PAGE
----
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Sept. 18, 2000

John Bluck

NASA Ames Research Center, Silicon Valley, CA

(Phone: 650/604-5026, 650/604-9000)

Vito Chiala

Foothill High School, San Jose, CA

(Phone: 408/-928-9114)


NOTE TO EDITORS AND NEWS DIRECTORS: You are invited to observe student wind tunnel tests of a soap-box derby-like car Wednesday, Sept. 20 and Thursday, Sept. 21, from 2 p.m. to 4 p.m. PDT, both days, at NASA Ames Research Center, Moffett Field, CA. To reach Ames, take the Moffett Field exit from Highway 101, drive east to the main gate at Moffett Federal Airfield and report to the visitor badging office for maps and directions to Bldg. N215. U.S. media representatives must have valid picture ID in order to enter Ames. Foreign media representatives must be escorted.


Alternative high school students from San Jose, CA, will test a modern soap box derby racecar in a NASA wind tunnel on Sept. 20 and 21 to learn about aerodynamics.

On Sunday, Sept. 24, the students, from Foothill High School, San Jose, will race the car in the fourth annual Sand Hill Challenge in Menlo Park, CA, which begins at 8:30 a.m. PDT.

"Because we are an alternative high school, our overall mission is to teach science in alternative ways," said Foothill teacher and robotics team leader Vito Chiala. He and teacher Jeneva Westendorf instruct more than 80 sophomores, juniors and seniors about robots. "Students in our school have traditionally not learned well from books, so what we do is a lot of hands-on science and a lot of mentoring with professional engineers and workers. This method really piques student interest," Chiala said.

"NASA's role in this project will be to assess the aerodynamics (drag and flow characteristics) of the car and offer simple solutions on possible changes to the vehicle's shape," said engineer Dale Satran of NASA Ames Research Center, which is located in the heart of California’s Silicon Valley. Satran is advising students about the wind tunnel tests that will be in the Ames 7-ft. by 10-ft. wind tunnel in Bldg. N215. The racer is about 2 ft. by 2 ft. and 13 feet long.

The 7-ft. by 10-ft. wind tunnel is operated by the U.S. Army Aeroflightdynamics Directorate, and the Army will provide the operational staff and technical support for the student wind tunnel tests.

"We want to introduce this year’s class to scientific methods early on in the school year. We decided to participate in the Sand Hill Challenge as a way to begin the process," Chiala said. Although 80 students are involved in the project, only 20 will go to the wind tunnel tests. "We are planning to videotape the tests, and a NASA engineer will come to our school to help teach the other students about aerodynamics," Chiala added.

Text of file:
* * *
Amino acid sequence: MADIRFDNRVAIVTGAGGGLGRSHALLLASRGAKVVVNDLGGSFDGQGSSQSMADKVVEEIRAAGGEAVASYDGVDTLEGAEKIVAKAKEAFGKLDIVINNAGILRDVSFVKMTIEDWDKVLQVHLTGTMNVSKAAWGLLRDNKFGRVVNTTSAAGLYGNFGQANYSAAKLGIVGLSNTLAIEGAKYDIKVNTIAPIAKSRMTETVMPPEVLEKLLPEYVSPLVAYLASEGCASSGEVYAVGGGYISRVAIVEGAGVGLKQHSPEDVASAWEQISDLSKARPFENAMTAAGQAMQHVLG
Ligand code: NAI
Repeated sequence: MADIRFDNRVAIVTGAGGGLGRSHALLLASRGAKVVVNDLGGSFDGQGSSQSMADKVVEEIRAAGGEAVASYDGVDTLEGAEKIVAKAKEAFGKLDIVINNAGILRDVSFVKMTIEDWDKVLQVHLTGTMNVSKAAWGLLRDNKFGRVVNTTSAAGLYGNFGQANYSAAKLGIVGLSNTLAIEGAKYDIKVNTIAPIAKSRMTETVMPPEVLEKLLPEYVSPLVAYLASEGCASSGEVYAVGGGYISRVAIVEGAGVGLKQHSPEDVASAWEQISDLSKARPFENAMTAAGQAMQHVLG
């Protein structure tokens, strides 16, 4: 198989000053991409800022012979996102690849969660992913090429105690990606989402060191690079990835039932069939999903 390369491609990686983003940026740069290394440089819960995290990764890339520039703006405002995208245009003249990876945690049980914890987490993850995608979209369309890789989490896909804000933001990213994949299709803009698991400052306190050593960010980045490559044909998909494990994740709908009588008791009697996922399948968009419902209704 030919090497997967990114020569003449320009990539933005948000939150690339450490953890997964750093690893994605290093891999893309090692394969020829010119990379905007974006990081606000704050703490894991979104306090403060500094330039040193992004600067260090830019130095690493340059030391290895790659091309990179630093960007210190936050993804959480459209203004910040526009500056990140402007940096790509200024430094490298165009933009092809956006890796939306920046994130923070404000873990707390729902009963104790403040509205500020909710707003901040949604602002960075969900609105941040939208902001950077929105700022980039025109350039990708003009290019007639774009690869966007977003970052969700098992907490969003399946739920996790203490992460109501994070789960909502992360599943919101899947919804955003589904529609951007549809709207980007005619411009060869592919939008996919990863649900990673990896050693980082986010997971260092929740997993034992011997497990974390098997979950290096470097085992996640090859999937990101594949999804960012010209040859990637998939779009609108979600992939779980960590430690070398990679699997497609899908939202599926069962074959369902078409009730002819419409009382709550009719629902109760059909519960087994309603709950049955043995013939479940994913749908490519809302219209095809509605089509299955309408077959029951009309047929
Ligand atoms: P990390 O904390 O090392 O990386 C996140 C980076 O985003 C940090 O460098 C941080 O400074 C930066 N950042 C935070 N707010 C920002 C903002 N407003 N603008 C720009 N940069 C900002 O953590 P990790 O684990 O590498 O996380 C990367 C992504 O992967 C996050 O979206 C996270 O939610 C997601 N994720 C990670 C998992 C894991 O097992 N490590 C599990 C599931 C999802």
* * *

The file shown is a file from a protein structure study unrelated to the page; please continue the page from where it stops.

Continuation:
"During the wind tunnel tests, a belly pan will be evaluated along with other options of sealing the interior of the vehicle from the outside airflow," said Kevin James, NASA engineer in charge of the tests. "The lift and drag of the vehicle will be measured by the tunnel scale system." The tunnel scale is an external balance that uses weight scales to measure forces and torque.

"Flow visualization using tufts (small strings taped to the car) and smoke will be used to identify areas where the airflow separates from the vehicle. Presentations will be given to make the students aware of the basic physics involved in the aerodynamics of the race car," Satran added.

"We won’t have time to make alterations to the car for this year’s race, but this is a tremendous learning experience for the students, and it is possible that we could make changes to the vehicle for next year’s race," Chiala said. "Our real hope overall is that these wind tunnel tests will also help the students learn about aerodynamics for their other robotics projects. Our students have been successful in learning from these methods. We won first place in the U.S. First Robotics national contest in April," Chiala explained.

Peter Johnson, a model maker, a designer and a machinist from Redwood City, CA, built the car. "The car ran in the first two Sand Hill Challenges," said Johnson. "I retired, and I built a new car for another outfit. The car the students are now using had been semi-retired, even though it is still a competitive car."

The competition is a modern soap box derby race open to all high schools, national and international firms involved in entrepreneurial business, including venture capitalists, law firms and startup companies, according to the event’s official web site,



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